The musical instruments referred to (Daniel 3:5; Daniel 3:7) also have Persian names. [Note: Archer, A Survey . . ., p. 375; K. A. Kitchen, "The Aramaic in Daniel," in Notes on Some Problems in the Book of Daniel, p. 43; T. C. Mitchell and R. Joyce, "The Musical Instruments in Nebuchadnezzar’s Orchestra," in Notes on Some Problems in the Book of Daniel, pp. 19-27.] Some of these instruments were Greek as well. The Greeks had an influence on Babylonia earlier than Daniel’s time. [Note: W. F. Albright, From Stone Age to Christianity, p. 259; E. M. Yamauchi, Greece and Babylon, pp. 17-24; Leupold, p. 143.] These were various wind and stringed instruments. [Note: For a full description of each, see Mitchell and Joyce, pp. 19-27; Leupold, pp. 144-45; Keil, pp. 122-24; and Charles H. Dyer, "The Musical Instruments in Daniel 3," Bibliotheca Sacra 147:588 (October-December 1990):426-36.] The Babylonians seem to have been an almost music-crazed culture (cf. Psalms 137:3; Isaiah 14:11). [Note: See Ironside, pp. 48-50, for interesting insights into spurious and real music in worship.]
"The story of the three young men who were thrown into the fire because they would not worship the image (Daniel 3), brings to mind the great brick-kilns outside the city, where the bricks required for certain purposes in the vast building projects of Nebuchadnezzar were baked. Some of these great ovens were found in the [archaeological] excavations. Worth noting in this connection is a rather Solomonic judicial directive of the ruler Rim Sin (1750 B.C.), which appears in a recently published document of the Yale Babylonian Collection. He speaks thus concerning four men of Larsa: ’Because they threw a young slave into an oven, throw ye a slave into a furnace.’ Clearly, that sort of thing was nothing new in Babylonia." [Note: E. G. Kraeling, Rand McNally Bible Atlas, p. 323. See also J. B. Alexander, "New Light on the Fiery Furnace," Journal of Biblical Literature 69:4 (December 1950):375-76.]
Other authorities believed the furnace was beehive or funnel-shaped and was constructed of metal. [Note: See Goldingay, p. 70.]
In the Tribulation, the Antichrist will command everyone to worship him and his image (Revelation 13:3-18).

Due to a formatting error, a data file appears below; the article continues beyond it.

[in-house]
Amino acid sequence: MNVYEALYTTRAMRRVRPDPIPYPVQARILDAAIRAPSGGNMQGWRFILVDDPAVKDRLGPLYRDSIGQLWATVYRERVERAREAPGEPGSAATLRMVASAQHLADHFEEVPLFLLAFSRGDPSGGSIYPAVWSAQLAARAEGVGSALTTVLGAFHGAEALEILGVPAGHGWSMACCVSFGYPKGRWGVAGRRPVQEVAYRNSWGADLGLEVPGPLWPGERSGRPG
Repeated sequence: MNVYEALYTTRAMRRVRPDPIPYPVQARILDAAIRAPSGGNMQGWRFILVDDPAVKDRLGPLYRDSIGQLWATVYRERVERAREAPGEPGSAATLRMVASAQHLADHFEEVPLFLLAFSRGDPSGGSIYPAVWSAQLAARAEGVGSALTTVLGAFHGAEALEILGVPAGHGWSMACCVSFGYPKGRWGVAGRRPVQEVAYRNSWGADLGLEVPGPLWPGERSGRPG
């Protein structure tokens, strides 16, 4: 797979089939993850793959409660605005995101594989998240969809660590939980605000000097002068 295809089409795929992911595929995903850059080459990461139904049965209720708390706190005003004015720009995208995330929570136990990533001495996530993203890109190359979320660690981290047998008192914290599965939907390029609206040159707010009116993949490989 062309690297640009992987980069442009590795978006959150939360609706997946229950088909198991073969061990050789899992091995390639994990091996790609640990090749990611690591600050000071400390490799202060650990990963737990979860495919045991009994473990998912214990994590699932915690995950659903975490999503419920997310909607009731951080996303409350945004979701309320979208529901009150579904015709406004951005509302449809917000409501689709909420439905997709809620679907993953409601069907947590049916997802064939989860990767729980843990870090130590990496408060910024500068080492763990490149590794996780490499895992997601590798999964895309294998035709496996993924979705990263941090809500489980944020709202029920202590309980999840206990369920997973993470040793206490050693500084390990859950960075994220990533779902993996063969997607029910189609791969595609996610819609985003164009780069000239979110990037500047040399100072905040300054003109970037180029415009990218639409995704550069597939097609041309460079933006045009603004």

The Chaldeans who brought charges against Daniel’s three friends were nobles, not just astrologers. The Aramaic term gubrin kasda’in makes this clear. [Note: Archer, "Daniel," p. 53.] They were in a position to profit personally from the execution of the three Jews, perhaps even to step into the government positions they occupied.
2. The charge against Shadrach, Meshach, and Abed-nego 3:8-12
The charge was disregarding the king’s command concerning pledging allegiance by bowing before the image. This constituted proof that the three Jews did not worship the king’s gods and were not loyal to him.
"In situations like this, no crime is greater then nonconformity, yet that is exactly what God asks of us when the things of the world are arrayed against the things of God (Romans 12:1-2)." [Note: Feinberg, p. 44.]
Many Israelites worshipped idols in Palestine, and Moses had predicted that they would worship them in exile (Deuteronomy 4:27-28), but these young men were as scrupulous about their observance of the Mosaic Law as Daniel. For them, death was preferable to disobedience. Nebuchadnezzar’s gods were responsible for his success, according to Mesopotamian thinking, and to disregard them was tantamount to repudiating Nebuchadnezzar.
"The Chaldeans’ attack, and Nebuchadnezzar’s reaction, suggests that they saw the Jews’ stance as involving both disloyalty (as if it were the king’s statue) and impiety (as if it were a god’s). Whatever the nature of the statue, it held religion and state together." [Note: Goldingay, p. 73.]
The term "Jew" usually appears as a pejorative term, as here, wherever it occurs in the Old Testament. It is a term that the Israelites’ enemies used to describe them (cf. Daniel 6:13).
The absence of reference to Daniel here raises questions. Had he worshiped the image? Was he away on government business, was he occupied with pressing matters, or was he ill and unable to attend the ceremony? Did he enjoy such an exalted position or such favor with the king that these Chaldeans dared not accuse him? The writer did not explain this mystery. It was the response of Daniel’s three Hebrew friends that he wanted to stress. It seems safe to assume that if Daniel had been present, he would have responded as his three friends did.
"Those who had proven themselves loyal at the royal court in Babylon would have been exempt from the ceremony. Thus Daniel did not have to appear at the gathering because he had been with Nebuchadnezzar at the royal court." [Note: Dyer, in The Old . . ., p. 706.]